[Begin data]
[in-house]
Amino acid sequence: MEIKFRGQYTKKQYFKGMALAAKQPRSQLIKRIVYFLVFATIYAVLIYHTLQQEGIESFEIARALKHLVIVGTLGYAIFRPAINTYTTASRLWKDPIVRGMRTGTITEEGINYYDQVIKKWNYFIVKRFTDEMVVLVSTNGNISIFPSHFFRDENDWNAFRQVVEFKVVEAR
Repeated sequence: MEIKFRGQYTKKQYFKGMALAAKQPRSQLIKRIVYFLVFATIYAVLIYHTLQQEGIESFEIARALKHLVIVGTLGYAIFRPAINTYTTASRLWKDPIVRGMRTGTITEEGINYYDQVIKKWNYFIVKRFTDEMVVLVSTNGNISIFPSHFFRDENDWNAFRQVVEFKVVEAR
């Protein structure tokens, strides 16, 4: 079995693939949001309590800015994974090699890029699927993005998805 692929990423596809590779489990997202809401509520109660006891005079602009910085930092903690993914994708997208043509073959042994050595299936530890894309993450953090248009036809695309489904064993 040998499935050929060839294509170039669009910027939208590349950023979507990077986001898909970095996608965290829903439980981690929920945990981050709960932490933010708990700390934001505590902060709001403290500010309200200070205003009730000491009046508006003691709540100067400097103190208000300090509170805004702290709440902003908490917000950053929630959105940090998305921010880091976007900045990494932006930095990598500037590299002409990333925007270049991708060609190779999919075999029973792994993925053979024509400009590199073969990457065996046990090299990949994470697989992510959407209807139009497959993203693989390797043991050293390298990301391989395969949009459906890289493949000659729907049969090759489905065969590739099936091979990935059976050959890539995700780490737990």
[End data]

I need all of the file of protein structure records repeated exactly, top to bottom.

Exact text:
[in-house]
Amino acid sequence: MEIKFRGQYTKKQYFKGMALAAKQPRSQLIKRIVYFLVFATIYAVLIYHTLQQEGIESFEIARALKHLVIVGTLGYAIFRPAINTYTTASRLWKDPIVRGMRTGTITEEGINYYDQVIKKWNYFIVKRFTDEMVVLVSTNGNISIFPSHFFRDENDWNAFRQVVEFKVVEAR
Repeated sequence: MEIKFRGQYTKKQYFKGMALAAKQPRSQLIKRIVYFLVFATIYAVLIYHTLQQEGIESFEIARALKHLVIVGTLGYAIFRPAINTYTTASRLWKDPIVRGMRTGTITEEGINYYDQVIKKWNYFIVKRFTDEMVVLVSTNGNISIFPSHFFRDENDWNAFRQVVEFKVVEAR
């Protein structure tokens, strides 16, 4: 079995693939949001309590800015994974090699890029699927993005998805 692929990423596809590779489990997202809401509520109660006891005079602009910085930092903690993914994708997208043509073959042994050595299936530890894309993450953090248009036809695309489904064993 040998499935050929060839294509170039669009910027939208590349950023979507990077986001898909970095996608965290829903439980981690929920945990981050709960932490933010708990700390934001505590902060709001403290500010309200200070205003009730000491009046508006003691709540100067400097103190208000300090509170805004702290709440902003908490917000950053929630959105940090998305921010880091976007900045990494932006930095990598500037590299002409990333925007270049991708060609190779999919075999029973792994993925053979024509400009590199073969990457065996046990090299990949994470697989992510959407209807139009497959993203693989390797043991050293390298990301391989395969949009459906890289493949000659729907049969090759489905065969590739099936091979990935059976050959890539995700780490737990």